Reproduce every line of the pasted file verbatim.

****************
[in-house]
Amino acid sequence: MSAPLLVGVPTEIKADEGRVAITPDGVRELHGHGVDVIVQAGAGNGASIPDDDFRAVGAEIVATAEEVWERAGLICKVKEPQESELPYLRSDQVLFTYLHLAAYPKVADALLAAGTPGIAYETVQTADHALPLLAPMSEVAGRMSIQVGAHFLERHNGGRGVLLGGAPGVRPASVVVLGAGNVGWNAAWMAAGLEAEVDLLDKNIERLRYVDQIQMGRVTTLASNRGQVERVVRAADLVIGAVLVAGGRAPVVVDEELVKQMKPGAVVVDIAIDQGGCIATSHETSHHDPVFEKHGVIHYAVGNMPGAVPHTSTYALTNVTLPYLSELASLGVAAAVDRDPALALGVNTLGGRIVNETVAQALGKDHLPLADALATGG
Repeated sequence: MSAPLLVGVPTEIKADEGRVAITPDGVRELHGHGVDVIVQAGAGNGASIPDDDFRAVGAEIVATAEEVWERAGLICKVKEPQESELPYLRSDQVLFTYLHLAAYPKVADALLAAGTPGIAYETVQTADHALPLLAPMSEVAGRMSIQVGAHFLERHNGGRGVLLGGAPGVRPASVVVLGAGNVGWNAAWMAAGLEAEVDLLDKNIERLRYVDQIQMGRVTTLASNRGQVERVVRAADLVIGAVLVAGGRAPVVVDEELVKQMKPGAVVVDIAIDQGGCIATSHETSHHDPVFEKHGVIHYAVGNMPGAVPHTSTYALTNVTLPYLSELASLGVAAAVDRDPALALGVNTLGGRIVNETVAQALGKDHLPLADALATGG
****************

[in-house]
Amino acid sequence: MSAPLLVGVPTEIKADEGRVAITPDGVRELHGHGVDVIVQAGAGNGASIPDDDFRAVGAEIVATAEEVWERAGLICKVKEPQESELPYLRSDQVLFTYLHLAAYPKVADALLAAGTPGIAYETVQTADHALPLLAPMSEVAGRMSIQVGAHFLERHNGGRGVLLGGAPGVRPASVVVLGAGNVGWNAAWMAAGLEAEVDLLDKNIERLRYVDQIQMGRVTTLASNRGQVERVVRAADLVIGAVLVAGGRAPVVVDEELVKQMKPGAVVVDIAIDQGGCIATSHETSHHDPVFEKHGVIHYAVGNMPGAVPHTSTYALTNVTLPYLSELASLGVAAAVDRDPALALGVNTLGGRIVNETVAQALGKDHLPLADALATGG
Repeated sequence: MSAPLLVGVPTEIKADEGRVAITPDGVRELHGHGVDVIVQAGAGNGASIPDDDFRAVGAEIVATAEEVWERAGLICKVKEPQESELPYLRSDQVLFTYLHLAAYPKVADALLAAGTPGIAYETVQTADHALPLLAPMSEVAGRMSIQVGAHFLERHNGGRGVLLGGAPGVRPASVVVLGAGNVGWNAAWMAAGLEAEVDLLDKNIERLRYVDQIQMGRVTTLASNRGQVERVVRAADLVIGAVLVAGGRAPVVVDEELVKQMKPGAVVVDIAIDQGGCIATSHETSHHDPVFEKHGVIHYAVGNMPGAVPHTSTYALTNVTLPYLSELASLGVAAAVDRDPALALGVNTLGGRIVNETVAQALGKDHLPLADALATGG